The KIngdom at Work
The Kingdom at Work
The failure of the church to equip lay people for ministry and mission in the world of work is not new. It reflects a longstanding disregard of professions and labour, which itself springs from a limited theology and soteriology. Examining this theology and enlarging our soteriology may offer some indications of how the failure may be addressed.
Historical evidence of this disregard was provided on a visit to Lichfield Cathedral. Walking round and looking at the memorials, I saw plenty of soldiers, many clergy and some wealthy landowners, together with their wives and children. But only Erasmus Darwin ‘Physician, Philosopher and Poet’, was commemorated for his professions. There were no merchants, manufacturers or millers, no surveyors, scientists or sportspeople, no barristers, builders or bakers.
Any of us who have a preaching ministry can easily find evidence of limited theology. Ask any congregation where they expect to spend eternity, and the response will, almost certainly, be ‘heaven.’ Most church goers base their expectations upon a personal profession of faith, and accepting the grace of God, made available in and through Christ. This is fundamental to my Christian experience, but it can so easily lead to a private and individual faith. The Gospel is so much more than this. Our eternal destiny, the bible tells us, is sharing in the New Earth, the perfect act of God’s new creation. As we grasp this, we see that salvation has a corporate dimension. Our individual faith makes us part of something far bigger – the kingdom – and the realised expression of that kingdom will be a solid reality, rather than an ethereal existence all too easily caricatured as playing harps on clouds.
Tom Wright offers a helpful metaphor. An individualistic view of salvation is comparable to the medieval belief that the sun went round the earth. A revolution of thought occurred with the discovery that the earth actually orbits the sun. We need a similar revolution of thought to grasp that we are not, individually, at the centre of God’s plans.
Two consequences, of direct relevance to the churches’ engagement with the world of work, spring from this. Firstly, if we are destined for a real existence in the New Earth, and if ‘things’, reconciled to God through Christ (Colossians 1: 15 – 20), are part of this, then our work, the things we do and make, the services we provide to people, have an eternal significance which imbues them with worth here and now. Secondly, if our salvation is something corporate, rather than just individual, then the interactions of the workplace have added and deeper significance. The people around us, the people we serve, may be people to whom that kingdom is drawing near and in whom it may already be taking root.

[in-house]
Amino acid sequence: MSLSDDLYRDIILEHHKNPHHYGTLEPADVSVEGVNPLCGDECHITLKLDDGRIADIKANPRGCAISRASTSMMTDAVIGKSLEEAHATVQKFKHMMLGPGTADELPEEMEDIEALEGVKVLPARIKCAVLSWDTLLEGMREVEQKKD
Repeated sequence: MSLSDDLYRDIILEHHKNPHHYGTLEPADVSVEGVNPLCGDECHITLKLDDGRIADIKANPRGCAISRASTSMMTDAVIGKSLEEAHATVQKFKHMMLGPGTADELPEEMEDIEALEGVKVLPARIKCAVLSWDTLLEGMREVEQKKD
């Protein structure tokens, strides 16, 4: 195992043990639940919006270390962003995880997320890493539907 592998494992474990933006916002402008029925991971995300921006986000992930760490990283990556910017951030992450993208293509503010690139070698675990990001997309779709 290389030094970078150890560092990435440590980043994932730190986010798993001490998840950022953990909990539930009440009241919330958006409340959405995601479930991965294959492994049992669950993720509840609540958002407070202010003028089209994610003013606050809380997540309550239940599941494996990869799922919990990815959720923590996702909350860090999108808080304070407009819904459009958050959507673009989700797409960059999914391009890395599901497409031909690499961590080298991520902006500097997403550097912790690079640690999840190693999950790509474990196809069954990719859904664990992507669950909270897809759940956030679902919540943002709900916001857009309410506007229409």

My field of work is chaplaincy, and it has a dominantly pastoral emphasis. Listening at times of crisis is valuable. However, there is wider dimension. It should be an ongoing ministry of affirmation and encouragement, helping people to see that what they are doing is (wherever it is) good in itself. It should help people appreciate their contribution to the group with whom they work, the people they serve and the wider society to which they contribute. Then they will more fully appreciate the service of other people and be encouraged to raise their eyes above individualism.
A chaplain is simply a representative presence in the workplace. All those who have grasped and been grasped by the good news of the kingdom need to share in this ministry of affirmation, encouragement and solidarity with those around them. In so doing, the kingdom at work will move forwards.